Tag:The Daily Shoutout
Posted on: July 1, 2011 5:31 am
Edited on: July 1, 2011 7:27 am
 

The Daily Shoutout

HUSTLE AND FLOW: So what in the hell happened on Thursday? One minute there is optimism and promise that football is returning and in the next the talks de-evolve into a Stephen King movie. Some of this is the simple ebb and flow of a brutal negotiation to get a new collective bargaining agreement. But to fully understand how talks went from extremely hopeful to negative to hopeful again in the span of 24 hours -- capped off with a monstrous 15-hour negotiation that resumes on Friday -- think Charlie Brown, Lucy and the football.

Based on interviews with several people familiar with the discussions this is what happened. The players thought they had an agreement on the important split of overall revenue. In fact, despite the protestations to players in a conference call, the NFLPA believed a deal was indeed near. Then, the sources stated, owners suddenly reversed course, and offered models that had been previously rejected by the players.

Some players felt bamboozled and were infuriated, I'm told. They felt it was the old rope-a-dope, Lucy and the football. While talks where not in jeopardy of totally collapsing they did then get extremely emotional. This is where Judge Arthur Boylan, who is mediating the talks, truly earned his paycheck. I'm told he basically saved the negotiations from obliterating, calmed the players down, and kept the sides together. They ended up speaking for 15 hours and are scheduled to continue talking on Friday.

The fact both sides continue to talk is obviously key but it does seem the players are more sincere about getting a deal done than the owners. At least for the moment that's the case. The NFLPA isn't playing games; the owners, at least in this one instance, certainly did.

So here we are...again. Hanging on every word and piece of news and hopefully that news will get better in the coming days.
Category: NFL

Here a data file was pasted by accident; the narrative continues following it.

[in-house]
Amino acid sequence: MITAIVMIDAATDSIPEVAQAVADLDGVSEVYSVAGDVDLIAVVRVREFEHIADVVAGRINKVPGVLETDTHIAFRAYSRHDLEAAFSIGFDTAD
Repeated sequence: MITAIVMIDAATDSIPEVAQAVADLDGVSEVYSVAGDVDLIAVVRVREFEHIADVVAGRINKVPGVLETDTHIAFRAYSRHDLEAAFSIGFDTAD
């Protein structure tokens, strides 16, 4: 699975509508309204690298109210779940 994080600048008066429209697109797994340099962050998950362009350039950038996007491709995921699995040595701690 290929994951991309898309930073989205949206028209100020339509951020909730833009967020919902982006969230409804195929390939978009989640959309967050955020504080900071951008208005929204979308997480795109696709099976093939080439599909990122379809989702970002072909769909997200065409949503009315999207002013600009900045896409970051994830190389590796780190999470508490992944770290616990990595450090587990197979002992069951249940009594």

Posted on: July 1, 2011 5:31 am
 

The Daily Shoutout

HUSTLE AND FLOW: So what in the hell happened on Thursday? One minute there is optimism and promise that football is returning and in the next the talks de-evolve into a Stephen King movie. Some of this is the simple ebb and flow of a brutal negotiation to get a new collective bargaining agreement. But to fully understand how talks went from extremely hopeful to negative to hopeful again in the span of 24 hours -- capped off with a monstrous 15-hour negotiation that resumes on Friday -- think Charlie Brown, Lucy and the football.

Based on interviews with several people familiar with the discussions this is what happened. The players thought they had an agreement on the important split of overall revenue. In fact, despite the protestations to players in a conference call, the NFLPA believed a deal was indeed near. Then, the sources stated, owners suddenly reversed course, and offered models that had been previously rejected by the players.

Some players felt bamboozled and were infuriated, I'm told. They felt it was the old rope-a-dope, Lucy and the football. While talks where not in jeopardy of totally collapsing they did then get extremely emotional. This is where Judge Arthur Boylan, who is mediating the talks, truly earned his paycheck. I'm told he basically saved the negotiations from obliterating, calmed the players down, and kept the sides together. They ended up speaking for 15 hours and are scheduled to continue talking on Friday.

The fact both sides continue to talk is obviously key but it does seem the players are more sincere about getting a deal done than the owners. At least for the moment that's the case. The NFLPA isn't playing games; the owners, at least in this one instance, certainly did.

So here we are...again. Hanging on every word and piece of news and hopefully that news will get better in the coming days.
Category: NFL
Posted on: June 29, 2011 9:03 am
 

The Daily Shoutout

WINDOW OR AISLE SEAT: The most interesting aspect of the labor fight so far happened on Wednesday. DeMaurice Smith invited Roger Goodell to speak at the rookie symposium. This is a big deal. A very big deal and it's less about the relationship between the two men now officially thawing and more about a much larger message.

That message is this. A new deal between the players and owners is extremely close. There's no other explanation. Smith would never invite Goodell to the symposium if he felt a deal wasn't near completion. I've maintained a deal was closer than the two sides wanted to publicly admit anyway and this only adds to that belief.

Think about it. If the two sides were far apart would Smith invite Goodell to speak at the symposium? Hell no. This is a gesture that goes beyond the talks. Smith is telling the rookies you can trust Goodell again. Smith would only do that if if he trusted Goodell again and if an agreement was on the horizon.